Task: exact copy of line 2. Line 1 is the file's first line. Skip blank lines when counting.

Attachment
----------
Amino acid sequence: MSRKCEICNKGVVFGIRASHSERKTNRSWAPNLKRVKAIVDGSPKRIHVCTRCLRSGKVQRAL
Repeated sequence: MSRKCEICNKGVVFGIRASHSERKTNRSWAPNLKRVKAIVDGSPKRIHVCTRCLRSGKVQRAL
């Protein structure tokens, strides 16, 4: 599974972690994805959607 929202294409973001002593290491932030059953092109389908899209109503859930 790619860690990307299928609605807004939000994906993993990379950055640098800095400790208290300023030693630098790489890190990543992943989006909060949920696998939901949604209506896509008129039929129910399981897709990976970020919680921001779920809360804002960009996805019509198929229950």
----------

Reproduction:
Repeated sequence: MSRKCEICNKGVVFGIRASHSERKTNRSWAPNLKRVKAIVDGSPKRIHVCTRCLRSGKVQRAL